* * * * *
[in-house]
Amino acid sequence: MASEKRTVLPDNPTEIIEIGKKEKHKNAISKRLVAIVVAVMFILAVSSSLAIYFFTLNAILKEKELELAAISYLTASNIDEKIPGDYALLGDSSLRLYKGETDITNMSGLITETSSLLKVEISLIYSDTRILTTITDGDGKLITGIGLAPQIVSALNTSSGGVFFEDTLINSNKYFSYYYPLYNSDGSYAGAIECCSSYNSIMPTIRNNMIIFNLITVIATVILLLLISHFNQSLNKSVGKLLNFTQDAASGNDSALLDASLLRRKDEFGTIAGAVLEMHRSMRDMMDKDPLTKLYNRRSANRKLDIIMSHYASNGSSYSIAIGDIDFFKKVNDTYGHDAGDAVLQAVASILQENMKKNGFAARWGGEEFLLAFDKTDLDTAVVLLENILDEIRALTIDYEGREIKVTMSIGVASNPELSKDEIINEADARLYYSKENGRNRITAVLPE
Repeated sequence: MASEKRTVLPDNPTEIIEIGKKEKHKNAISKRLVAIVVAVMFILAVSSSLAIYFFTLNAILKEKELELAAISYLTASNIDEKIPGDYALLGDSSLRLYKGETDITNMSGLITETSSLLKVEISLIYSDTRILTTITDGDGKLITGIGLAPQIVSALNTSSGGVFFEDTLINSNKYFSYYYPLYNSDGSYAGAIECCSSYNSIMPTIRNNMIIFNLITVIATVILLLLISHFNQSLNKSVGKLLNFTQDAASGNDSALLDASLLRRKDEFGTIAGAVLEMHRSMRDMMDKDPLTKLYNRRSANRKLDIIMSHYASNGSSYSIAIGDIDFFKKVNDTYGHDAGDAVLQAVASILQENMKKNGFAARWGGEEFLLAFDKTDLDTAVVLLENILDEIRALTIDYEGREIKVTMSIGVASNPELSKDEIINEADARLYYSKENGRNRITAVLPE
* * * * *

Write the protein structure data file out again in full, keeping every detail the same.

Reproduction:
[in-house]
Amino acid sequence: MASEKRTVLPDNPTEIIEIGKKEKHKNAISKRLVAIVVAVMFILAVSSSLAIYFFTLNAILKEKELELAAISYLTASNIDEKIPGDYALLGDSSLRLYKGETDITNMSGLITETSSLLKVEISLIYSDTRILTTITDGDGKLITGIGLAPQIVSALNTSSGGVFFEDTLINSNKYFSYYYPLYNSDGSYAGAIECCSSYNSIMPTIRNNMIIFNLITVIATVILLLLISHFNQSLNKSVGKLLNFTQDAASGNDSALLDASLLRRKDEFGTIAGAVLEMHRSMRDMMDKDPLTKLYNRRSANRKLDIIMSHYASNGSSYSIAIGDIDFFKKVNDTYGHDAGDAVLQAVASILQENMKKNGFAARWGGEEFLLAFDKTDLDTAVVLLENILDEIRALTIDYEGREIKVTMSIGVASNPELSKDEIINEADARLYYSKENGRNRITAVLPE
Repeated sequence: MASEKRTVLPDNPTEIIEIGKKEKHKNAISKRLVAIVVAVMFILAVSSSLAIYFFTLNAILKEKELELAAISYLTASNIDEKIPGDYALLGDSSLRLYKGETDITNMSGLITETSSLLKVEISLIYSDTRILTTITDGDGKLITGIGLAPQIVSALNTSSGGVFFEDTLINSNKYFSYYYPLYNSDGSYAGAIECCSSYNSIMPTIRNNMIIFNLITVIATVILLLLISHFNQSLNKSVGKLLNFTQDAASGNDSALLDASLLRRKDEFGTIAGAVLEMHRSMRDMMDKDPLTKLYNRRSANRKLDIIMSHYASNGSSYSIAIGDIDFFKKVNDTYGHDAGDAVLQAVASILQENMKKNGFAARWGGEEFLLAFDKTDLDTAVVLLENILDEIRALTIDYEGREIKVTMSIGVASNPELSKDEIINEADARLYYSKENGRNRITAVLPE